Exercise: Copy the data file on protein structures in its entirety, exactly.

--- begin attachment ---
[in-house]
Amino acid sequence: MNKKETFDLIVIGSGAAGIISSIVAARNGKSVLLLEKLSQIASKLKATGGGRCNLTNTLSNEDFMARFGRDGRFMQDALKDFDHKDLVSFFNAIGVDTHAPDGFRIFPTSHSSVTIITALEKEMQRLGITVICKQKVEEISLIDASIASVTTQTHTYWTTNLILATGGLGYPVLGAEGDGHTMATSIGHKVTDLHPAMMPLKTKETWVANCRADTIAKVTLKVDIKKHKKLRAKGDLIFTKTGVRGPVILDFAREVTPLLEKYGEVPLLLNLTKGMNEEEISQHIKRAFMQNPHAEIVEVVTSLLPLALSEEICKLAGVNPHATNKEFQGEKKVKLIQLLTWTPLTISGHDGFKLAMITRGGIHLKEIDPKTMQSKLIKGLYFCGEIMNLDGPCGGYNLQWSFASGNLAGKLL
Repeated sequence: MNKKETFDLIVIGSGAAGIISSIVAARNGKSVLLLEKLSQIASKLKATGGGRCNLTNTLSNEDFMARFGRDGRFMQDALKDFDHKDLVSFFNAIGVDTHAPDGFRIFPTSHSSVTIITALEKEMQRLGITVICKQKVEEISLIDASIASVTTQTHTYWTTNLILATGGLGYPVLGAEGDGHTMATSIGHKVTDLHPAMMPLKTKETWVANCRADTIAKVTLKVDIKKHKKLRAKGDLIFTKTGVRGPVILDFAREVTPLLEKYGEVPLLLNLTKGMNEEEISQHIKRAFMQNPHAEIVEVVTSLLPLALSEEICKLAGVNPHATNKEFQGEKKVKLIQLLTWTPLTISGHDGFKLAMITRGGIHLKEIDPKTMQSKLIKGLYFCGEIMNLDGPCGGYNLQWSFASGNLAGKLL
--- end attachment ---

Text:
[in-house]
Amino acid sequence: MNKKETFDLIVIGSGAAGIISSIVAARNGKSVLLLEKLSQIASKLKATGGGRCNLTNTLSNEDFMARFGRDGRFMQDALKDFDHKDLVSFFNAIGVDTHAPDGFRIFPTSHSSVTIITALEKEMQRLGITVICKQKVEEISLIDASIASVTTQTHTYWTTNLILATGGLGYPVLGAEGDGHTMATSIGHKVTDLHPAMMPLKTKETWVANCRADTIAKVTLKVDIKKHKKLRAKGDLIFTKTGVRGPVILDFAREVTPLLEKYGEVPLLLNLTKGMNEEEISQHIKRAFMQNPHAEIVEVVTSLLPLALSEEICKLAGVNPHATNKEFQGEKKVKLIQLLTWTPLTISGHDGFKLAMITRGGIHLKEIDPKTMQSKLIKGLYFCGEIMNLDGPCGGYNLQWSFASGNLAGKLL
Repeated sequence: MNKKETFDLIVIGSGAAGIISSIVAARNGKSVLLLEKLSQIASKLKATGGGRCNLTNTLSNEDFMARFGRDGRFMQDALKDFDHKDLVSFFNAIGVDTHAPDGFRIFPTSHSSVTIITALEKEMQRLGITVICKQKVEEISLIDASIASVTTQTHTYWTTNLILATGGLGYPVLGAEGDGHTMATSIGHKVTDLHPAMMPLKTKETWVANCRADTIAKVTLKVDIKKHKKLRAKGDLIFTKTGVRGPVILDFAREVTPLLEKYGEVPLLLNLTKGMNEEEISQHIKRAFMQNPHAEIVEVVTSLLPLALSEEICKLAGVNPHATNKEFQGEKKVKLIQLLTWTPLTISGHDGFKLAMITRGGIHLKEIDPKTMQSKLIKGLYFCGEIMNLDGPCGGYNLQWSFASGNLAGKLL